Friday, June 26, 2015

From the Archives: The AIDS Museum
Article originally published in Out IN Jersey Magazine

NJ Hosts the Opening of the First Ever National AIDS Museum

Thailand has one and so does South Africa. Now the United States also has a National AIDS Museum. It opened with Eyes of Mercy art show on November 11th at Seton Hall University in South Orange.

Eyes of Mercy. AIDS Museum Opening Night, 2006. Photo by Alina Oswald.
Eyes of Mercy. AIDS Museum Opening Night, 2006. Photo by Alina Oswald.
"It's important to me [to start here] because that's where I work-I'm an alumnus," Ashley Grosso, AIDS Museum Executive Director, explained at the opening event.
A Seton Hall graduate (with a major in diplomacy and international relations), Grosso is also a founding member of the Red Cross Club at the campus through which she became interested in HIV/AIDS. When members of the Club brought to school a panel of the AIDS memorial quilt, she became interested in using artwork as a tool to raise AIDS awareness and educate people about the pandemic-hence the idea of a National AIDS Museum.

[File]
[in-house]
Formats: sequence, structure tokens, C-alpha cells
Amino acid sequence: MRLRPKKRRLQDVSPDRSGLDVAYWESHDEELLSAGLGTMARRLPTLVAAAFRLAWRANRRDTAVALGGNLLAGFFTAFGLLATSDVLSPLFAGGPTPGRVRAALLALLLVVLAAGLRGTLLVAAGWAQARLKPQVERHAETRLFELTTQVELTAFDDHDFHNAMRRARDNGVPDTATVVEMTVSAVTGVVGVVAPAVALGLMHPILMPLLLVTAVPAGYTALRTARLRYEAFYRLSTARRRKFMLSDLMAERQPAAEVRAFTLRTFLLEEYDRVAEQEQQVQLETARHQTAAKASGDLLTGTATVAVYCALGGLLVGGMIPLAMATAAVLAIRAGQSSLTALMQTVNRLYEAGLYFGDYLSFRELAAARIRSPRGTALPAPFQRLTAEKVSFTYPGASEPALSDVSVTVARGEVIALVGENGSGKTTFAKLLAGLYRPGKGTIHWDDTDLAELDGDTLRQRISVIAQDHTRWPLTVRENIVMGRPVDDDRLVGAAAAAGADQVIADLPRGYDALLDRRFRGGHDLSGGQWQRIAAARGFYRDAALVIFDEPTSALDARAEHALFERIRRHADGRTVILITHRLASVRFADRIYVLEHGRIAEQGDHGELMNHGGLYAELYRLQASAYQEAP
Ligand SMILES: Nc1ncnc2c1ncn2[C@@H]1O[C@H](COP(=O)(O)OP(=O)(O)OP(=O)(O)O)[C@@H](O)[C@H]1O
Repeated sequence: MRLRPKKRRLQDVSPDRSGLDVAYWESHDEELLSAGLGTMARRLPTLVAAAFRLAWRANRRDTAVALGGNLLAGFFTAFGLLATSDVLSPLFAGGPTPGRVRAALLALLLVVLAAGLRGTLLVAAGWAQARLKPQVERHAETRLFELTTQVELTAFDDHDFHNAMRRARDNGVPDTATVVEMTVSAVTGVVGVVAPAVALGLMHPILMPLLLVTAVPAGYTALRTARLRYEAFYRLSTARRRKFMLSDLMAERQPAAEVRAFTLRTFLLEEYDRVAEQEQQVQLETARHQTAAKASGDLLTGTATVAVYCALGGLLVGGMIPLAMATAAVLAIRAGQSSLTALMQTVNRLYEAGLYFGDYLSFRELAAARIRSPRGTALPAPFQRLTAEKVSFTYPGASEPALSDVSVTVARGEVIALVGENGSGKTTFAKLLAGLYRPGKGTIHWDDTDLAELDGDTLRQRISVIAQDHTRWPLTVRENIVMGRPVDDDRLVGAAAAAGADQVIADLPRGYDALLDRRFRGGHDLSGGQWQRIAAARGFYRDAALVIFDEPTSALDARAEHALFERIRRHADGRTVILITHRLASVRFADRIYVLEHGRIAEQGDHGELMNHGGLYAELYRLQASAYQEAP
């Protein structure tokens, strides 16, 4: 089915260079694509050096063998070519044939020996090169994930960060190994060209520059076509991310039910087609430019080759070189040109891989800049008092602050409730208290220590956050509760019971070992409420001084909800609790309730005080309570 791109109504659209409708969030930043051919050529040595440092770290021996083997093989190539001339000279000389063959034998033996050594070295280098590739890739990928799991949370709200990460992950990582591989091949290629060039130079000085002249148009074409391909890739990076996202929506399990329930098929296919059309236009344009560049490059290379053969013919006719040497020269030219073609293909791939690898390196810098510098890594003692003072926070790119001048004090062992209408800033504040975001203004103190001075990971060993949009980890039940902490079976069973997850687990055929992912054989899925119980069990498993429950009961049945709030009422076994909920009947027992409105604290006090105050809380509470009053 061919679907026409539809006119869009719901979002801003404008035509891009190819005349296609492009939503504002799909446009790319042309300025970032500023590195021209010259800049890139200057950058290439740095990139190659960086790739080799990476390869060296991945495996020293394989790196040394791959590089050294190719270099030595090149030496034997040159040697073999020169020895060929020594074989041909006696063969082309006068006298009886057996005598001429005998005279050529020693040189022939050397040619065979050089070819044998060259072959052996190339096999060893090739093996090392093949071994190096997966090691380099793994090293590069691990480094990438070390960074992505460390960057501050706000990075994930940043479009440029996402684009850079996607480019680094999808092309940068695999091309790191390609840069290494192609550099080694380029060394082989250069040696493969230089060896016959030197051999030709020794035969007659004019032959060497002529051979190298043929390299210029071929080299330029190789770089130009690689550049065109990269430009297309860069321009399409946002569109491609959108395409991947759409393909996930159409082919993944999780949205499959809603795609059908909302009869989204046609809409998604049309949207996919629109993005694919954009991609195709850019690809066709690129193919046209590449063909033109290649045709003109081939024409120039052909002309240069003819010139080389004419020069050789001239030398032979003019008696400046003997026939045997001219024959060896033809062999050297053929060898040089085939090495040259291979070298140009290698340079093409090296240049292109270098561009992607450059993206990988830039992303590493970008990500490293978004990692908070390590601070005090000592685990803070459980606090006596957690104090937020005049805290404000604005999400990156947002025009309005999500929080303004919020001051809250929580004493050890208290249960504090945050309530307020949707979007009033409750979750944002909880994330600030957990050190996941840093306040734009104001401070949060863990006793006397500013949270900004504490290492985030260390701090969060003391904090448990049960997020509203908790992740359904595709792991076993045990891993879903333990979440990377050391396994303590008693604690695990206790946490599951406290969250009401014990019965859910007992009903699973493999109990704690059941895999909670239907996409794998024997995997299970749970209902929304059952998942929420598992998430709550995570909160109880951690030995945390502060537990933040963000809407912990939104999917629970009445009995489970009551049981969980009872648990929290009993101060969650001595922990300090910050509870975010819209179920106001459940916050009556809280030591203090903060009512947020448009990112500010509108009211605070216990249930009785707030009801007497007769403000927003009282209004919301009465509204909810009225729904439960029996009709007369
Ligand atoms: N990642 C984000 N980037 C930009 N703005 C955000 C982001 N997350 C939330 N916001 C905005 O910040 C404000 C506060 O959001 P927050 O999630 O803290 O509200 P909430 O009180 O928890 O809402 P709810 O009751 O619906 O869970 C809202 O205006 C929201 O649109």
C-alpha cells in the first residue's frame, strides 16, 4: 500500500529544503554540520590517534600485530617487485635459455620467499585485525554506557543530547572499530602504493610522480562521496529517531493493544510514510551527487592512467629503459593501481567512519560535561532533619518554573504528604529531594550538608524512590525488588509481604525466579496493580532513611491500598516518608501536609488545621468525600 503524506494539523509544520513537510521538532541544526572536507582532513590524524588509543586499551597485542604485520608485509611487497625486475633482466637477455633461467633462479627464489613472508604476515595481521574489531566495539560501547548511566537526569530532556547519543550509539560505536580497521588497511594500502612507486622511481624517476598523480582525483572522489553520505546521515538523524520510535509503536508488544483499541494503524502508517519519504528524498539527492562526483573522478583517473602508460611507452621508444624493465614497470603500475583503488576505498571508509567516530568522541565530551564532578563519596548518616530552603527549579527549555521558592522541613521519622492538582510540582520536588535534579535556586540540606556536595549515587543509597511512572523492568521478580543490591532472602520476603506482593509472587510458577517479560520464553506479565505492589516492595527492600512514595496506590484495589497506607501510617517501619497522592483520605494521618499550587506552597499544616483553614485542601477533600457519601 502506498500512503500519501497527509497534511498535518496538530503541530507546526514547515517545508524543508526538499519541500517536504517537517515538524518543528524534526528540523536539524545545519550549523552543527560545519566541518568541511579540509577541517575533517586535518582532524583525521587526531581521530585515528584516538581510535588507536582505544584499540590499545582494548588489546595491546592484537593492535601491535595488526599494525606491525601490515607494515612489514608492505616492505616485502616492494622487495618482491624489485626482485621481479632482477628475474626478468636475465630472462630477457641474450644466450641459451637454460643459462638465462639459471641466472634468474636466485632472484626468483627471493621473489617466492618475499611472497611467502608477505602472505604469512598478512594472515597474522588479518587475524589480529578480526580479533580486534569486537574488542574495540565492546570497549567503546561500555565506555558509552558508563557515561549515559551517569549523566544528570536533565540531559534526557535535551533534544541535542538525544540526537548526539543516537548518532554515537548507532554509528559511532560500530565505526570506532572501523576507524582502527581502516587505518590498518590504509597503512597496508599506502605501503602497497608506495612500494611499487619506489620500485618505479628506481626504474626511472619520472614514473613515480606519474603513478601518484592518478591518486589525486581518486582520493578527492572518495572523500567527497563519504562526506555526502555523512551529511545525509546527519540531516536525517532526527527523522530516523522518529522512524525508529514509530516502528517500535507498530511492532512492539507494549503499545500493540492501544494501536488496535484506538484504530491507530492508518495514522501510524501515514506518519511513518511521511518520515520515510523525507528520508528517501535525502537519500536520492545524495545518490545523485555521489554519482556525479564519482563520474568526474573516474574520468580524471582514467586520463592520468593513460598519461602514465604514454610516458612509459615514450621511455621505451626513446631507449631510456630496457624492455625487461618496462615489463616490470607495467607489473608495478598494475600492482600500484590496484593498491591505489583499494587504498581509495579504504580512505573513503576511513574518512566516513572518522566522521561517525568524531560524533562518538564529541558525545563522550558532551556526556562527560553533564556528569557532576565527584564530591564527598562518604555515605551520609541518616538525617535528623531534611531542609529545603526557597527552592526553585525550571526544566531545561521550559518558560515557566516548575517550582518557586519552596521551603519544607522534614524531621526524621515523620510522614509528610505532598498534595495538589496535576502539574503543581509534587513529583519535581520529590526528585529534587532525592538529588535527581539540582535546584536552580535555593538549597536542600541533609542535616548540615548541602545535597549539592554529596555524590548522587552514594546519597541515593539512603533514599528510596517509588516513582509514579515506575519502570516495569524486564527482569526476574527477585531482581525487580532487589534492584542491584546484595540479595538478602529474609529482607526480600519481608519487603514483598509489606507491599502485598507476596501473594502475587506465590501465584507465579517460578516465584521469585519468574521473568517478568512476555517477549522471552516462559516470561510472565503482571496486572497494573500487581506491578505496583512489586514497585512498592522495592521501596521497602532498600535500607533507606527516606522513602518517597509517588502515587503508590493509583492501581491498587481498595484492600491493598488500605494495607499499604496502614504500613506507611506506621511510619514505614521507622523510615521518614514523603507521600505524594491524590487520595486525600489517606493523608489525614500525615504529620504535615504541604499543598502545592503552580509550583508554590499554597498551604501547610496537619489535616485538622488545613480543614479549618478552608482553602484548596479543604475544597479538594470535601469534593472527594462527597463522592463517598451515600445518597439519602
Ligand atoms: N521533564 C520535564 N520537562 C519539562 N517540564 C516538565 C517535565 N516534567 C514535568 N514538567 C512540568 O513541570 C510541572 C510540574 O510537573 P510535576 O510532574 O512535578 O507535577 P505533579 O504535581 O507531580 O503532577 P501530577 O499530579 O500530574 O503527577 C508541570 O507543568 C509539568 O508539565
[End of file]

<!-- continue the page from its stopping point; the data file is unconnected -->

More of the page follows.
Eyes of Mercy showcases AIDS-inspired works of artists from across the country:
     Watercolor artist Bob Armstrong of New Jersey was present at the opening. He talked about AIDS prevention and shared his own survival stories. 
The AIDS Museum: Opening Night, 2006. Photo by Alina Oswald.
The AIDS Museum: Opening Night, 2006. Photo by Alina Oswald.
Photographer Kurt Weston of California has lost most of his sight to CMV retinitis. His displayed artwork deals with the physical and emotional impact that visual loss can have on an individual. His Journey Through the Darkness is the exhibit's feature photograph. 
The National AIDS Museum will find a permanent home in Newark. But for now, the exhibit will travel across the country. Next stop-the New School, New York City.

For more about HIV, AIDS and other related works, please contact Alina Oswald and/or visit her online at Art, AIDS, & Others.

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